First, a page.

While nearly everyone can benefit from consuming probiotics, using probiotics is especially important and advantageous during pregnancy and once baby is born.  Read on to learn all about the amazing benefits of probiotics for mom and baby.

What are probiotics?

Probiotics are the beneficial bacteria living in your body that help protect against illness.  We can take supplements of these beneficial bacterial or obtain them from some food sources.  There are hundreds of different strains of probiotic, which are all important to overall health.  Certain strains are particularly good for pregnant women and others best for new mamas and babies.

While we typically think of probiotics as being good for digestive health, they do more to promote health in the body.  Probiotics are found lining the mucous membranes of your digestive, urinary, and vaginal tracts.  This last one is particularly important in pregnancy, because we want to foster healthy vaginal tissues before and during delivery (more about why below).

Additionally, probiotics are key to a healthy immune system.  These beneficial bacteria make up approximately 70% of your immune system, making them an important part of your daily defense mechanisms.  Ensuring a healthy balance of good bacteria in the body can foster overall wellness.

 Probiotics in pregnancy

Regular use of probiotics in pregnancy can offer women many benefits.  These benefits include lower risk of:

  • illness (colds and flu)
  • constipation
  • gestational diabetes
  • preeclampsia
  • urinary tract infections
  • yeast infections
  • premature labor

Use of probiotics in pregnancy has also been found to keep levels of Group B Streptococcus (Group B Strep) low.  Group B Strep is a common bacterium of the vaginal lining, but if levels of these bacteria get too high at the end of pregnancy it can pose some risks to baby.  When this issue presents itself, it is often managed during labor/delivery with antibiotics.  However, steps in pregnancy, including probiotic use, can reduce the risk of this condition.

Healthy vaginal flora is crucial to baby’s health.  Babies are born with a sterile gastrointestinal system and exposure to mom’s vaginal flora is their first exposure to the bacteria their systems will be colonized by.  Healthy vaginal flora helps give baby’s immune system a good start.  Babies also continue to receive beneficial bacteria through breastfeeding, being held skin to skin, and via saliva exchange (think pacifier “cleanings,” shared spoons, and the like) in the first year.

Postnatal Probiotics Benefits 

Recent studies have found that consuming probiotic supplements beginning in the first trimester of pregnancy and continuing their use through at least the first six months of exclusive breastfeeding can help women lose weight after the birth of their baby.  Supplements with Lactobacillus and Bifidobacterium were linked to less central obesity (defined as a body mass index (BMI) of 30 or more or a waist circumference over 80 centimeters).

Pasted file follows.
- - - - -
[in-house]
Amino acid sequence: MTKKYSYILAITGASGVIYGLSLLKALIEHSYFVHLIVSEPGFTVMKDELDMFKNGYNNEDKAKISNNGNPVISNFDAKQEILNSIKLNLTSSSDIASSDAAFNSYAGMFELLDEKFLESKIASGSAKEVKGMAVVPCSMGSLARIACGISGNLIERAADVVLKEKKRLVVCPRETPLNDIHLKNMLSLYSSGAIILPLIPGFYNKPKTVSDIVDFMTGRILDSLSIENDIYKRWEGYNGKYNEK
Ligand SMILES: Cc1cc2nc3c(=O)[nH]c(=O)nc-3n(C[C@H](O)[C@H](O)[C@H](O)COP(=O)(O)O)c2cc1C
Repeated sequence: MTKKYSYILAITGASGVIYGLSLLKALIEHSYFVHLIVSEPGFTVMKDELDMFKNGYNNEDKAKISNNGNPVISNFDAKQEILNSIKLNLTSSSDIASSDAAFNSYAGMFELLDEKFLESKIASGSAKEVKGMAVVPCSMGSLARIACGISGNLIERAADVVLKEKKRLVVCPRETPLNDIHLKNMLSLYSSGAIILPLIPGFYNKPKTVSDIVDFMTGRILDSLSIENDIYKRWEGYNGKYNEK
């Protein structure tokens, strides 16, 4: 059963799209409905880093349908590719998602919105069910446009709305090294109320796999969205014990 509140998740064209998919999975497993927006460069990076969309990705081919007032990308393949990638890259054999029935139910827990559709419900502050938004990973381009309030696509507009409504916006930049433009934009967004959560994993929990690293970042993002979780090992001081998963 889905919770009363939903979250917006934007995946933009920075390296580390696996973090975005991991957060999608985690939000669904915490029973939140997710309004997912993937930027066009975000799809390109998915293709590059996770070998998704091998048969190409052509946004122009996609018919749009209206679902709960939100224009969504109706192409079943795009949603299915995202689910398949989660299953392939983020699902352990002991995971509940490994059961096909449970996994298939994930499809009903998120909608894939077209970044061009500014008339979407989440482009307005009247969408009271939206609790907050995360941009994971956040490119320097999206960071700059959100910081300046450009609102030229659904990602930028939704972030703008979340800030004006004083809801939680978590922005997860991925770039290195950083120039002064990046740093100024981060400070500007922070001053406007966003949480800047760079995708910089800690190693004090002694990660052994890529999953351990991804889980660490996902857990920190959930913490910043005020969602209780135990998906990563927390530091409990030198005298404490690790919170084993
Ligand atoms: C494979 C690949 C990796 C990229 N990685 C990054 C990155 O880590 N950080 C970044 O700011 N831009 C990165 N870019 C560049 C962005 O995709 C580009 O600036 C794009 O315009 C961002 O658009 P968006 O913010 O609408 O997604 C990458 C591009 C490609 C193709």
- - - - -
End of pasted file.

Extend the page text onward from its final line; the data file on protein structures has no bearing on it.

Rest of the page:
Probiotic use can be especially important if you need to take antibiotics for any reason in the postpartum period (really any time you take antibiotics, you can benefit from use of probiotics).

When mamas consume probiotics, the health benefits also find their way into breast milk and are passed on to baby. Breast milk is actually the source of our first immune-building “good” bacteria.  Since baby’s gut bacteria continues to culture throughout the nursing time, it is great for mama to continue taking probiotics in the postpartum and as long as she breastfeeds.

Probiotics for baby 

In addition to receiving probiotics via breast milk, probiotics can also be given to baby directly.  Supplementation to baby can take a few forms: you can add a bit of probiotic to a bottle of milk, you can take a little probiotic on your finger to give to baby orally, or you may even put a little on your nipple and baby will ingest it during a feed.

Probiotics have numerous potential benefits for babies including the prevention and treatment of:

  • allergies
  • asthma
  • eczema
  • food sensitivities, especially in infants with a family history of allergy
  • colic, one study found decreased crying times by up to 75% (look for product containing Lactobacillus reuteri)
  • diarrhea
  • ear infection
  • illness (colds and flu)

Research shows that good probiotic exposure in infancy can actually help optimize baby’s weight later in life.  Early probiotic exposure may modify the growth pattern of the child by restraining excessive weight gain during the first years of life.

Probiotics: Sources and Guidelines

Different blends of different strains of probiotic may be optimal depending on whether you are pregnant or taking them in the postpartum (or giving to baby).  We have a few excellent supplements at the clinic and we can talk to you further about what to look for in a probiotic.

Generally speaking, recommendations tend toward 1 to 10 billion Colony Forming Units for infants, and 10 to 20 billion CFU for older children and adults. To achieve and maintain a therapeutic effect, probiotics must be used consistently to ensure a sufficient and consistent population levels over time.  It can be difficult to say exactly what dose is ideal, as products vary.  Different probiotics have been shown to be effective at different levels.  Products containing a higher number of live probiotics may not be better than one with fewer.  It’s best to go with a reputable high-quality brand, ideally one that has been vetted by your health care professionals (such as us!).

There have been no reports of adverse reactions to supplementation of probiotics in moms or babies.

Food sources of probiotics

While supplementation is great, there are also many foods rich in probiotics.  Fermented foods are particularly rich in probiotics.

Food sources of probiotics include:

  • Yogurt
  • Kefir
  • Sauerkraut
  • Spirulina (with other great benefits in pregnancy and in general)
  • Miso soup
  • Pickles
  • Tempeh
  • Kimchi
  • Kombucha tea

If you have questions about probiotics, be sure to discuss them with your midwife at your next appointment, give us a call, or stop in.  We’d be happy to talk with you further about what to look for in a probiotic or connect you with a great supplement we carry.

Sources:

http://www.nutraingredients.com/Research/Probiotics-may-help-women-regain-their-figures-after-pregnancy

http://www.ncbi.nlm.nih.gov/pubmed/20231842

http://www.ncbi.nlm.nih.gov/pubmed/24164813

http://cdrf.org/home/checkoff-investments/usprobiotics/probiotics-basics/

http://www.ncbi.nlm.nih.gov/pubmed?Db=pubmed&Cmd=ShowDetailView&TermToSearch=11172991&ordinalpos=36&itool=EntrezSystem2.PEntrez.Pubmed.Pubmed_ResultsPanel.Pubmed_RVDocSum